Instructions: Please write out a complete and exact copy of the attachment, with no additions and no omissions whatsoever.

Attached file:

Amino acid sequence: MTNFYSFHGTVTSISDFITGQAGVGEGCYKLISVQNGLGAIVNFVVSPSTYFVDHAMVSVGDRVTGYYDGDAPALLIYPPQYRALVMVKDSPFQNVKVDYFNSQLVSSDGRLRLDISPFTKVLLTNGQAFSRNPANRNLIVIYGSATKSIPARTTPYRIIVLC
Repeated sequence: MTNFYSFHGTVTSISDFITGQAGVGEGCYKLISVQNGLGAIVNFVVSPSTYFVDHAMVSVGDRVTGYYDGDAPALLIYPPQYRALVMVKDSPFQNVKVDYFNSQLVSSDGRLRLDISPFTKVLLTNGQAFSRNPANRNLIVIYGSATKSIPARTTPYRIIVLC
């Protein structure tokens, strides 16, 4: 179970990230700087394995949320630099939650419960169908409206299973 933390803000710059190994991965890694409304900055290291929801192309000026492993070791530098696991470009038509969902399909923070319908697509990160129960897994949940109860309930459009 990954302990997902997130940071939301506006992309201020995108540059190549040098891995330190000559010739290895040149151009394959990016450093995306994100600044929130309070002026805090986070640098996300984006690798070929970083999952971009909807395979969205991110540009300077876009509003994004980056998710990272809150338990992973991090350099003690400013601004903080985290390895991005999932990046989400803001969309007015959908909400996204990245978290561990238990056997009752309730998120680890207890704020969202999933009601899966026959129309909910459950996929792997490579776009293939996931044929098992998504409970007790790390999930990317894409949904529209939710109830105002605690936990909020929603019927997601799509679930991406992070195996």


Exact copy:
Amino acid sequence: MTNFYSFHGTVTSISDFITGQAGVGEGCYKLISVQNGLGAIVNFVVSPSTYFVDHAMVSVGDRVTGYYDGDAPALLIYPPQYRALVMVKDSPFQNVKVDYFNSQLVSSDGRLRLDISPFTKVLLTNGQAFSRNPANRNLIVIYGSATKSIPARTTPYRIIVLC
Repeated sequence: MTNFYSFHGTVTSISDFITGQAGVGEGCYKLISVQNGLGAIVNFVVSPSTYFVDHAMVSVGDRVTGYYDGDAPALLIYPPQYRALVMVKDSPFQNVKVDYFNSQLVSSDGRLRLDISPFTKVLLTNGQAFSRNPANRNLIVIYGSATKSIPARTTPYRIIVLC
């Protein structure tokens, strides 16, 4: 179970990230700087394995949320630099939650419960169908409206299973 933390803000710059190994991965890694409304900055290291929801192309000026492993070791530098696991470009038509969902399909923070319908697509990160129960897994949940109860309930459009 990954302990997902997130940071939301506006992309201020995108540059190549040098891995330190000559010739290895040149151009394959990016450093995306994100600044929130309070002026805090986070640098996300984006690798070929970083999952971009909807395979969205991110540009300077876009509003994004980056998710990272809150338990992973991090350099003690400013601004903080985290390895991005999932990046989400803001969309007015959908909400996204990245978290561990238990056997009752309730998120680890207890704020969202999933009601899966026959129309909910459950996929792997490579776009293939996931044929098992998504409970007790790390999930990317894409949904529209939710109830105002605690936990909020929603019927997601799509679930991406992070195996």